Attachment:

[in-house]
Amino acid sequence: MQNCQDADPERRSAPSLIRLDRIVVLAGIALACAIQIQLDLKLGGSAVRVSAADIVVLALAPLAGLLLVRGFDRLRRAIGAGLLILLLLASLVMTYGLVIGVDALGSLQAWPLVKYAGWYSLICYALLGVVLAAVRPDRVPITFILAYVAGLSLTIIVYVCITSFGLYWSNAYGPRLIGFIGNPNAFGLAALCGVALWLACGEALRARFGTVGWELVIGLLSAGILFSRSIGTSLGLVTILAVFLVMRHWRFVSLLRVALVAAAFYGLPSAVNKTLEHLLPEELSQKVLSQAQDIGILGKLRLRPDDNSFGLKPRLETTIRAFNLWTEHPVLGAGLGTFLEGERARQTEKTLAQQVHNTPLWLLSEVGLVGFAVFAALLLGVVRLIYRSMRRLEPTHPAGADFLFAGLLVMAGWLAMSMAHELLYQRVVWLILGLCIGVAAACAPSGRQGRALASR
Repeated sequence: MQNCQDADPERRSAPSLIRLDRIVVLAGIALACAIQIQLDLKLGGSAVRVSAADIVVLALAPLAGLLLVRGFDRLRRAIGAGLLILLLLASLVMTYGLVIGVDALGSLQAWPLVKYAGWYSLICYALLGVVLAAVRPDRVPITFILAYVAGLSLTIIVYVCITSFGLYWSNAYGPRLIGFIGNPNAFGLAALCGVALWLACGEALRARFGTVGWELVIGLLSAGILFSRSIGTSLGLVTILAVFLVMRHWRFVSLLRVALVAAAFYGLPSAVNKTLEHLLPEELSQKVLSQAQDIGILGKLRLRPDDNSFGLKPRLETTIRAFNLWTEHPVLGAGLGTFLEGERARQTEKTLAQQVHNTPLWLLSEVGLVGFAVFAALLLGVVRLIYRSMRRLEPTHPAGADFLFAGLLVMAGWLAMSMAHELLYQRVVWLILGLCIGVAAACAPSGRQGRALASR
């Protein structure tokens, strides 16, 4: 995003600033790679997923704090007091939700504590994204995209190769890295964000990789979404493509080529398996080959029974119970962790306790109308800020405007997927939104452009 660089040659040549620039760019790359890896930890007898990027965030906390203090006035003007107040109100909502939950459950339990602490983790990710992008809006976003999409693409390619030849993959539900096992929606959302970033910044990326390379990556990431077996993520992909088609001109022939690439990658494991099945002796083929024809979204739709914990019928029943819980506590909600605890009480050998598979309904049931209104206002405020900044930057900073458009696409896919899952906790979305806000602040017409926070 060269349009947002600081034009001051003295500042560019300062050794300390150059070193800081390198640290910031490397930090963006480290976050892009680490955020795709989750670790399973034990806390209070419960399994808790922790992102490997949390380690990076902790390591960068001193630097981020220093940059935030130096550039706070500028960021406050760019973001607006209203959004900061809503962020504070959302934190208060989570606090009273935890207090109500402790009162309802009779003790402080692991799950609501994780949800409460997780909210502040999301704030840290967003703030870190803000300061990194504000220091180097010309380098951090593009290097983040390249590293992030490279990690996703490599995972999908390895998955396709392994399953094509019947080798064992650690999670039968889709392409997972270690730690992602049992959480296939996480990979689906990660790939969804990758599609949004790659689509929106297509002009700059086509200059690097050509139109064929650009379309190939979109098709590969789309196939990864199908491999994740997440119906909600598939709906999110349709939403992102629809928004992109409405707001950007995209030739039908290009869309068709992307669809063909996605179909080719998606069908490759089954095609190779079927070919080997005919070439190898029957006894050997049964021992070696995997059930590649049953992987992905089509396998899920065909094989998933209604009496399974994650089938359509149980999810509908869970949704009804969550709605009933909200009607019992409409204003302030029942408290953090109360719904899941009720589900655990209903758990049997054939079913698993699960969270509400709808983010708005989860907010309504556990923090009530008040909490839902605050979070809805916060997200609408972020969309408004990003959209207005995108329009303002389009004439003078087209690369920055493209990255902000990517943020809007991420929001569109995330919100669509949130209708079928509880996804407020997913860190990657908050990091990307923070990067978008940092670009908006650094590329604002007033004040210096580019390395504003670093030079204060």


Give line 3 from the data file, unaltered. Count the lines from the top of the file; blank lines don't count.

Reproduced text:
Repeated sequence: MQNCQDADPERRSAPSLIRLDRIVVLAGIALACAIQIQLDLKLGGSAVRVSAADIVVLALAPLAGLLLVRGFDRLRRAIGAGLLILLLLASLVMTYGLVIGVDALGSLQAWPLVKYAGWYSLICYALLGVVLAAVRPDRVPITFILAYVAGLSLTIIVYVCITSFGLYWSNAYGPRLIGFIGNPNAFGLAALCGVALWLACGEALRARFGTVGWELVIGLLSAGILFSRSIGTSLGLVTILAVFLVMRHWRFVSLLRVALVAAAFYGLPSAVNKTLEHLLPEELSQKVLSQAQDIGILGKLRLRPDDNSFGLKPRLETTIRAFNLWTEHPVLGAGLGTFLEGERARQTEKTLAQQVHNTPLWLLSEVGLVGFAVFAALLLGVVRLIYRSMRRLEPTHPAGADFLFAGLLVMAGWLAMSMAHELLYQRVVWLILGLCIGVAAACAPSGRQGRALASR